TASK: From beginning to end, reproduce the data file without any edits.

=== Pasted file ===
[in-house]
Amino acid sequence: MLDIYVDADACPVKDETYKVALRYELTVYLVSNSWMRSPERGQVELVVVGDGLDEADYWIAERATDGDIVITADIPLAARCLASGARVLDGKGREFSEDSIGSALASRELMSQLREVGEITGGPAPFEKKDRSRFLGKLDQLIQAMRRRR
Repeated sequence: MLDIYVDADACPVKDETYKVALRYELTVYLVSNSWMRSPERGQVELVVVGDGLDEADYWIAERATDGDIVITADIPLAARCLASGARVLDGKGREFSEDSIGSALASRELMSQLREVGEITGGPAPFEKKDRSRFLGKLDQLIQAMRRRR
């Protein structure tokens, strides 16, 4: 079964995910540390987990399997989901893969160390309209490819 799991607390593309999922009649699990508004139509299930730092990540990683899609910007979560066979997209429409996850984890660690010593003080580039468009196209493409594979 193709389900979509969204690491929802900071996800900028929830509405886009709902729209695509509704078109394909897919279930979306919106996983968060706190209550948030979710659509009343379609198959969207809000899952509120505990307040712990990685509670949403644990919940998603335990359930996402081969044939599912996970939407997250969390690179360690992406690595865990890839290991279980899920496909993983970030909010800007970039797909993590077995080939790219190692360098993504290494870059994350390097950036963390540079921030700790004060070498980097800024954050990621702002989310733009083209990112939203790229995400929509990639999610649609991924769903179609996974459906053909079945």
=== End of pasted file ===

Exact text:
[in-house]
Amino acid sequence: MLDIYVDADACPVKDETYKVALRYELTVYLVSNSWMRSPERGQVELVVVGDGLDEADYWIAERATDGDIVITADIPLAARCLASGARVLDGKGREFSEDSIGSALASRELMSQLREVGEITGGPAPFEKKDRSRFLGKLDQLIQAMRRRR
Repeated sequence: MLDIYVDADACPVKDETYKVALRYELTVYLVSNSWMRSPERGQVELVVVGDGLDEADYWIAERATDGDIVITADIPLAARCLASGARVLDGKGREFSEDSIGSALASRELMSQLREVGEITGGPAPFEKKDRSRFLGKLDQLIQAMRRRR
């Protein structure tokens, strides 16, 4: 079964995910540390987990399997989901893969160390309209490819 799991607390593309999922009649699990508004139509299930730092990540990683899609910007979560066979997209429409996850984890660690010593003080580039468009196209493409594979 193709389900979509969204690491929802900071996800900028929830509405886009709902729209695509509704078109394909897919279930979306919106996983968060706190209550948030979710659509009343379609198959969207809000899952509120505990307040712990990685509670949403644990919940998603335990359930996402081969044939599912996970939407997250969390690179360690992406690595865990890839290991279980899920496909993983970030909010800007970039797909993590077995080939790219190692360098993504290494870059994350390097950036963390540079921030700790004060070498980097800024954050990621702002989310733009083209990112939203790229995400929509990639999610649609991924769903179609996974459906053909079945």